Karen Williams’ success as a businesswoman, educator, and leader are testament to her ability to make smart calculated decisions, and her self-described scrappiness. Her long, winding, and triumphant journey has taken her through many paths and many pivots. A journey that started, right here, at UCLA.
Williams looks back at her undergraduate years very fondly. Initially enrolled as a pre-med student, Williams soon switched her major to economics. She fondly recalls that she really began to thrive when she switched her major, believing that she found her true calling. She enjoyed being able to take a variety of courses and emphasizes how UCLA allowed her to become an open-minded individual. She initially wanted to work in a more creative job, but unfortunately that was not financially feasible. Like so many students today, she had to find a way to merge feasibility with her passion for creative endeavors. After receiving her B.A. degree, Williams moved to the East Coast to work as an auditor. She urges all Californians to leave California and see what awaits outside.
After working as an auditor for 4 years, Williams concluded that she was not able to utilize her creativity and critical thinking skills at her job. She knew it was time for another pivot. Williams decided that her true passion lied in marketing and brand management and decided to enroll in an MBA program to pursue her goal. With a desire to build a stronger business and leadership foundation, Williams came back to pursue her MBA at UCLA Anderson. While at Anderson she was a part of the Executive Board of Women’s Business Connection and a member of the Marketing Club. Williams recalls being very involved during her time at Anderson because the atmosphere was very conducive to her success. It was as if she had found her way back home.
With lifelong friends at her side and indispensable skills she gained from UCLA, Williams was ready to venture into the marketing and brand management industry. She started her career in Brand Management at Johnson & Johnson, and Sara Lee. A few years later Williams began her journey in the media industry.
Williams says that she had always been drawn to the media industry. “I used to hang out with Theatre, Film, and Television majors and interned in CBS studios for a quarter (as an undergraduate)” she recalls. She describes working in marketing using the analogy of a candy shop. “I feel like marketing is similar to being an entrepreneur, it’s like managing your own little candy shop, it’s the closest thing to general management.” She highlights the structural differences between a regular corporate role and working for entertainment media. At the time, there was very little training for fresh undergraduates. She learned how to dive into a problem and tackle it using her scrappiness and resourcefulness. Needless to say, her educational background proved to be a valuable asset. She believes that since then many higher-education institutions have improved their process for preparing students for industry roles. Anderson Center for Management of Enterprise in Media, Entertainment & Sports (MEMES) being one of them. “When I went into the industry in the 2000s, something like that never existed” she comments. Enthusiastic about these changes, Williams chose to be a part of them. This brought her to the next big pivot. She began her career as an educator and leader.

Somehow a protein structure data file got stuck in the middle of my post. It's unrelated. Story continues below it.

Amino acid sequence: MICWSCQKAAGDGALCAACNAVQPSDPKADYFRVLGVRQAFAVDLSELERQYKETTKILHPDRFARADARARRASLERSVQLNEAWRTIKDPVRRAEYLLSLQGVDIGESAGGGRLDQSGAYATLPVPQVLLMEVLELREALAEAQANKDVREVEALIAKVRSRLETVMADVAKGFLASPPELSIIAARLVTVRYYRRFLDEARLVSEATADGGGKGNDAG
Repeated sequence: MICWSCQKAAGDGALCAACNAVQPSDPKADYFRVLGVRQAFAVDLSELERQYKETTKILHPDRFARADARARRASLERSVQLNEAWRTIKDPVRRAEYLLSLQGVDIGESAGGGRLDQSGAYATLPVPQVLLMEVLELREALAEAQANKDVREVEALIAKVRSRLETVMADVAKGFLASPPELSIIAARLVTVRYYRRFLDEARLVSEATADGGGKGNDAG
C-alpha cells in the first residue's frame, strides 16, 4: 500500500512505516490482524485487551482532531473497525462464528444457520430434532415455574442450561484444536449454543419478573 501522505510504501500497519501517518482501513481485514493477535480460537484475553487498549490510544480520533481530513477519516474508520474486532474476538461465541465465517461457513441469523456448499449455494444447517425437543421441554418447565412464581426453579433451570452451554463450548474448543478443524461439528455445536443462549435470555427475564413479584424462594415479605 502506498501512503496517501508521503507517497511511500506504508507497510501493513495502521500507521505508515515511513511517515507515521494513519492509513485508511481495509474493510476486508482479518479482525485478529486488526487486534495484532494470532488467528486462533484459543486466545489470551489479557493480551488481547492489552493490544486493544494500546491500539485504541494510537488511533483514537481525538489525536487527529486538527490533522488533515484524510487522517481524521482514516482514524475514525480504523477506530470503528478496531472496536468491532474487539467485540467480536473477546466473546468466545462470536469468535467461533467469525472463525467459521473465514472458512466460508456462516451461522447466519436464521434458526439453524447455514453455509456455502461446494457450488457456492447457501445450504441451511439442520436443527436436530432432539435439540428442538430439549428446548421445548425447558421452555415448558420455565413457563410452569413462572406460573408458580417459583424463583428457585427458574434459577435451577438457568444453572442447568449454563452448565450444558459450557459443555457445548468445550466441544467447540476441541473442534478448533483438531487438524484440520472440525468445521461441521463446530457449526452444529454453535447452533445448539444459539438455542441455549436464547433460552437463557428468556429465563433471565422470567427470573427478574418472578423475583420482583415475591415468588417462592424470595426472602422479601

Williams emphasizes the timing of her shift from the private sector to the public sector. Feeling as though she had reached all her goals in the media industry, Williams thought it would be best to transition while she was ahead of the curve. Williams started her career as an educator and counsellor at USC Marshall as a MBA career advisor. Later, she was recruited by Anderson as an executive director at MEMES. She advises students to thoroughly think about their decisions and to “take a step back before you take a step forward.” As someone with a lot of wisdom in career development, Williams underscores the significance of leadership. She emphasizes that leadership is not only leading people but also leading processes and plans. She stresses the ability to lead from point A to point B with dedication and responsibility. Williams embodies this philosophy through her actions as Director at MEMES. Some of her projects like the Big Data Conference and MEMES Summer Institute have become an important of the Anderson experience.
The next pivot in Williams life came, when she decided to pursue a challenge very close to her heart. Williams mentions that although Black, Hispanic and Native Americans make up 30% of the population, they only hold 3-4% of senior leadership roles. This motivated Williams to join Management Leadership for Tomorrow (MLT), an organization that offers mentorship programs for rising leaders of color. Starting out as a counsellor, Williams is now helping disadvantaged students succeed in an increasingly competitive world. Diversity and inclusiveness carry a special meaning for Williams, and she looks forward to taking on larger roles at MLT in the future.
Williams’ passion for educating the next generation of leaders is reflected in her work outside her day job. From the President of the Anderson African American Alumni Association to Advisor for the Academic Advancement Program, Williams has always been involved with the UCLA community.In the future, she wants to continue giving back to the UCLA community.
Williams’ biggest advice for undergraduate students today is to “understand the way that leads to your end goal and figure out where you have gaps, and then create S.M.A.R.T. goals to fill these gaps”. This is something she has done in her own life; and if we look at the success she has achieved, the effectiveness of it is self-evident.
By Harsh Gupta and Sena Ustuner